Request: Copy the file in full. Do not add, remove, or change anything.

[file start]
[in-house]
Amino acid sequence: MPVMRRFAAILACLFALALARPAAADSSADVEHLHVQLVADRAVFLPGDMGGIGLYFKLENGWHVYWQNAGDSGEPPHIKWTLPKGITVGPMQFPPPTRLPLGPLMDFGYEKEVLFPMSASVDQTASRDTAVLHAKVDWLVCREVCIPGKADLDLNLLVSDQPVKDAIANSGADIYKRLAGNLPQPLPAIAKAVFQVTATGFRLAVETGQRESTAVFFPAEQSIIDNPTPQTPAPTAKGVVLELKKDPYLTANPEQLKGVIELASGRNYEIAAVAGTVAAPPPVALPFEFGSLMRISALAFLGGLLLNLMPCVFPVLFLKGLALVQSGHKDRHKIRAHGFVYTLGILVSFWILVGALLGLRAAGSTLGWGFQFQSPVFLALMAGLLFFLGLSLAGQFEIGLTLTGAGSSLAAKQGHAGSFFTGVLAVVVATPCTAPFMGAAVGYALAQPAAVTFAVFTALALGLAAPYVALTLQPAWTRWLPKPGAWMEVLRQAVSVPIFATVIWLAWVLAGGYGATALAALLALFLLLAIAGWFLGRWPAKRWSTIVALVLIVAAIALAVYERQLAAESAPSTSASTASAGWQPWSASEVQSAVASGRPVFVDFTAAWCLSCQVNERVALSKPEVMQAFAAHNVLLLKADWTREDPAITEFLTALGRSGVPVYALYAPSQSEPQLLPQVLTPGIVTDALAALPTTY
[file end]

[in-house]
Amino acid sequence: MPVMRRFAAILACLFALALARPAAADSSADVEHLHVQLVADRAVFLPGDMGGIGLYFKLENGWHVYWQNAGDSGEPPHIKWTLPKGITVGPMQFPPPTRLPLGPLMDFGYEKEVLFPMSASVDQTASRDTAVLHAKVDWLVCREVCIPGKADLDLNLLVSDQPVKDAIANSGADIYKRLAGNLPQPLPAIAKAVFQVTATGFRLAVETGQRESTAVFFPAEQSIIDNPTPQTPAPTAKGVVLELKKDPYLTANPEQLKGVIELASGRNYEIAAVAGTVAAPPPVALPFEFGSLMRISALAFLGGLLLNLMPCVFPVLFLKGLALVQSGHKDRHKIRAHGFVYTLGILVSFWILVGALLGLRAAGSTLGWGFQFQSPVFLALMAGLLFFLGLSLAGQFEIGLTLTGAGSSLAAKQGHAGSFFTGVLAVVVATPCTAPFMGAAVGYALAQPAAVTFAVFTALALGLAAPYVALTLQPAWTRWLPKPGAWMEVLRQAVSVPIFATVIWLAWVLAGGYGATALAALLALFLLLAIAGWFLGRWPAKRWSTIVALVLIVAAIALAVYERQLAAESAPSTSASTASAGWQPWSASEVQSAVASGRPVFVDFTAAWCLSCQVNERVALSKPEVMQAFAAHNVLLLKADWTREDPAITEFLTALGRSGVPVYALYAPSQSEPQLLPQVLTPGIVTDALAALPTTY